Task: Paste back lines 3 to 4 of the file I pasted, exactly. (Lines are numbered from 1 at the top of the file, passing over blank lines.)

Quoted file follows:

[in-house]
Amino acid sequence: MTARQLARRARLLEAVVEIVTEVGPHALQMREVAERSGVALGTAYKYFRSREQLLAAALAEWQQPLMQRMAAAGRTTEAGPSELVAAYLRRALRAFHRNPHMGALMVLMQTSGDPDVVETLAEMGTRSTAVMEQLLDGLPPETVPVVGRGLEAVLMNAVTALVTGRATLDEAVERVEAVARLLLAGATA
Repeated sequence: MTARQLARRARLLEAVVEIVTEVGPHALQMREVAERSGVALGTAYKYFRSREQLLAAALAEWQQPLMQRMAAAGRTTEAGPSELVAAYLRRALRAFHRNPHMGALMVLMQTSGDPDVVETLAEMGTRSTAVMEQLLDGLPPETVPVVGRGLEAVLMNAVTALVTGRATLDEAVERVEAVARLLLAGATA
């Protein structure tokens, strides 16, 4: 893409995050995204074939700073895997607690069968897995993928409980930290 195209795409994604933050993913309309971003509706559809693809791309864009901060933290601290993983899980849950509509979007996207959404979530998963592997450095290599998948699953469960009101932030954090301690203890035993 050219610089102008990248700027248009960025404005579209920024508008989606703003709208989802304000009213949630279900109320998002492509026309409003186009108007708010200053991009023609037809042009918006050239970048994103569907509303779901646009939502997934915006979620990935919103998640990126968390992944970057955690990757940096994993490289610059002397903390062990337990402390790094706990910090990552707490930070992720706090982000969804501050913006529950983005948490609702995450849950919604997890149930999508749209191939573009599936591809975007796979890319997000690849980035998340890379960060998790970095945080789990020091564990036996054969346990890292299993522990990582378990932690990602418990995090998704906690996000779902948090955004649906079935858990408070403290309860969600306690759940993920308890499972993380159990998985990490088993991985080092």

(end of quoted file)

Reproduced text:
Repeated sequence: MTARQLARRARLLEAVVEIVTEVGPHALQMREVAERSGVALGTAYKYFRSREQLLAAALAEWQQPLMQRMAAAGRTTEAGPSELVAAYLRRALRAFHRNPHMGALMVLMQTSGDPDVVETLAEMGTRSTAVMEQLLDGLPPETVPVVGRGLEAVLMNAVTALVTGRATLDEAVERVEAVARLLLAGATA
């Protein structure tokens, strides 16, 4: 893409995050995204074939700073895997607690069968897995993928409980930290 195209795409994604933050993913309309971003509706559809693809791309864009901060933290601290993983899980849950509509979007996207959404979530998963592997450095290599998948699953469960009101932030954090301690203890035993 050219610089102008990248700027248009960025404005579209920024508008989606703003709208989802304000009213949630279900109320998002492509026309409003186009108007708010200053991009023609037809042009918006050239970048994103569907509303779901646009939502997934915006979620990935919103998640990126968390992944970057955690990757940096994993490289610059002397903390062990337990402390790094706990910090990552707490930070992720706090982000969804501050913006529950983005948490609702995450849950919604997890149930999508749209191939573009599936591809975007796979890319997000690849980035998340890379960060998790970095945080789990020091564990036996054969346990890292299993522990990582378990932690990602418990995090998704906690996000779902948090955004649906079935858990408070403290309860969600306690759940993920308890499972993380159990998985990490088993991985080092």